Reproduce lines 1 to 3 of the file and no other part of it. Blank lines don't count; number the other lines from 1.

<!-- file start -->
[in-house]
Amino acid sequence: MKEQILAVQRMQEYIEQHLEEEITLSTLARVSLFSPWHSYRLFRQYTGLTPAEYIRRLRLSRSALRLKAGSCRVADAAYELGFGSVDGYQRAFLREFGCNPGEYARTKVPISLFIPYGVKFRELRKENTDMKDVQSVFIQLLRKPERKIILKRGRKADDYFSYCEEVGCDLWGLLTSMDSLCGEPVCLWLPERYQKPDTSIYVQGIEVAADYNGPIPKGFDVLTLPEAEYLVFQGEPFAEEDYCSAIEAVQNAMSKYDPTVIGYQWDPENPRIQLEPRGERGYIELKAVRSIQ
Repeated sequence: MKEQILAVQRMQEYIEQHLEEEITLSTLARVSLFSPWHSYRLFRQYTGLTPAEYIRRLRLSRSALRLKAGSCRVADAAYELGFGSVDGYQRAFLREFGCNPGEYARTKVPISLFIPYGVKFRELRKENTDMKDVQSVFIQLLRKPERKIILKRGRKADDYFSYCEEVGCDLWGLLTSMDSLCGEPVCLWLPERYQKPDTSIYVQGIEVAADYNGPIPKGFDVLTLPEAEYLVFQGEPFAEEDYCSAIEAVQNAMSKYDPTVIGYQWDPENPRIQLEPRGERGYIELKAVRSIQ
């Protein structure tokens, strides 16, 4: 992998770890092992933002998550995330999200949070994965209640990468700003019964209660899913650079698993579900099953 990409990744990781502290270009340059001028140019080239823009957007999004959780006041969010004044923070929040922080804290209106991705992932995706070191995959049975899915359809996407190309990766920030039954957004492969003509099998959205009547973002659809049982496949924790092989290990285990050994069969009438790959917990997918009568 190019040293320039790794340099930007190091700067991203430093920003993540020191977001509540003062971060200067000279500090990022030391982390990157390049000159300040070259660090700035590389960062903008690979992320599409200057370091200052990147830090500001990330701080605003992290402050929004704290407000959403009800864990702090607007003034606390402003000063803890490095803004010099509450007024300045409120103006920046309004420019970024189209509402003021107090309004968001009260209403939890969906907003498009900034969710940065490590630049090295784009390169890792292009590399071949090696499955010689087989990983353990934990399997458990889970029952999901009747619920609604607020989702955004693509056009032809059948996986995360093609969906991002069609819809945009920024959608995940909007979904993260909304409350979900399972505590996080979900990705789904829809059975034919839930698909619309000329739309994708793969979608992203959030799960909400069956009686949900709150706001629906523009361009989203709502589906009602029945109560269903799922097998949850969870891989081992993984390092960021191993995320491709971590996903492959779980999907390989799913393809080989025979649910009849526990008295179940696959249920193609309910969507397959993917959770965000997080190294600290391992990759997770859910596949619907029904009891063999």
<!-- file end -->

[in-house]
Amino acid sequence: MKEQILAVQRMQEYIEQHLEEEITLSTLARVSLFSPWHSYRLFRQYTGLTPAEYIRRLRLSRSALRLKAGSCRVADAAYELGFGSVDGYQRAFLREFGCNPGEYARTKVPISLFIPYGVKFRELRKENTDMKDVQSVFIQLLRKPERKIILKRGRKADDYFSYCEEVGCDLWGLLTSMDSLCGEPVCLWLPERYQKPDTSIYVQGIEVAADYNGPIPKGFDVLTLPEAEYLVFQGEPFAEEDYCSAIEAVQNAMSKYDPTVIGYQWDPENPRIQLEPRGERGYIELKAVRSIQ
Repeated sequence: MKEQILAVQRMQEYIEQHLEEEITLSTLARVSLFSPWHSYRLFRQYTGLTPAEYIRRLRLSRSALRLKAGSCRVADAAYELGFGSVDGYQRAFLREFGCNPGEYARTKVPISLFIPYGVKFRELRKENTDMKDVQSVFIQLLRKPERKIILKRGRKADDYFSYCEEVGCDLWGLLTSMDSLCGEPVCLWLPERYQKPDTSIYVQGIEVAADYNGPIPKGFDVLTLPEAEYLVFQGEPFAEEDYCSAIEAVQNAMSKYDPTVIGYQWDPENPRIQLEPRGERGYIELKAVRSIQ